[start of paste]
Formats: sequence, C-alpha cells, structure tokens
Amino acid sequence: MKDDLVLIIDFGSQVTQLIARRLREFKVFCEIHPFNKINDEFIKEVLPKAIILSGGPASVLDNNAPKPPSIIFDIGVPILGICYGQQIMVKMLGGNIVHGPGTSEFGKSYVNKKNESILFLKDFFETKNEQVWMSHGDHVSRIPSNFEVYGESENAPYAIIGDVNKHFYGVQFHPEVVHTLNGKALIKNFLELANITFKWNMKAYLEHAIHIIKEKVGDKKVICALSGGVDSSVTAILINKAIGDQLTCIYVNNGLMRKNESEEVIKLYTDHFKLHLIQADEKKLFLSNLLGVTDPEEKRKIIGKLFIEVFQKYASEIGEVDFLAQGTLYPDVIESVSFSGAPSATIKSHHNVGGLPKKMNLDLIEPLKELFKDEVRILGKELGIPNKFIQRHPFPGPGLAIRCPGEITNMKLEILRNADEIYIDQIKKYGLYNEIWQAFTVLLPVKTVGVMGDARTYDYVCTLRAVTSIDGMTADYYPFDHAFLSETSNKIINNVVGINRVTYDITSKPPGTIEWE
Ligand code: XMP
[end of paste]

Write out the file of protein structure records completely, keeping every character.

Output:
Formats: sequence, C-alpha cells, structure tokens
Amino acid sequence: MKDDLVLIIDFGSQVTQLIARRLREFKVFCEIHPFNKINDEFIKEVLPKAIILSGGPASVLDNNAPKPPSIIFDIGVPILGICYGQQIMVKMLGGNIVHGPGTSEFGKSYVNKKNESILFLKDFFETKNEQVWMSHGDHVSRIPSNFEVYGESENAPYAIIGDVNKHFYGVQFHPEVVHTLNGKALIKNFLELANITFKWNMKAYLEHAIHIIKEKVGDKKVICALSGGVDSSVTAILINKAIGDQLTCIYVNNGLMRKNESEEVIKLYTDHFKLHLIQADEKKLFLSNLLGVTDPEEKRKIIGKLFIEVFQKYASEIGEVDFLAQGTLYPDVIESVSFSGAPSATIKSHHNVGGLPKKMNLDLIEPLKELFKDEVRILGKELGIPNKFIQRHPFPGPGLAIRCPGEITNMKLEILRNADEIYIDQIKKYGLYNEIWQAFTVLLPVKTVGVMGDARTYDYVCTLRAVTSIDGMTADYYPFDHAFLSETSNKIINNVVGINRVTYDITSKPPGTIEWE
Ligand code: XMP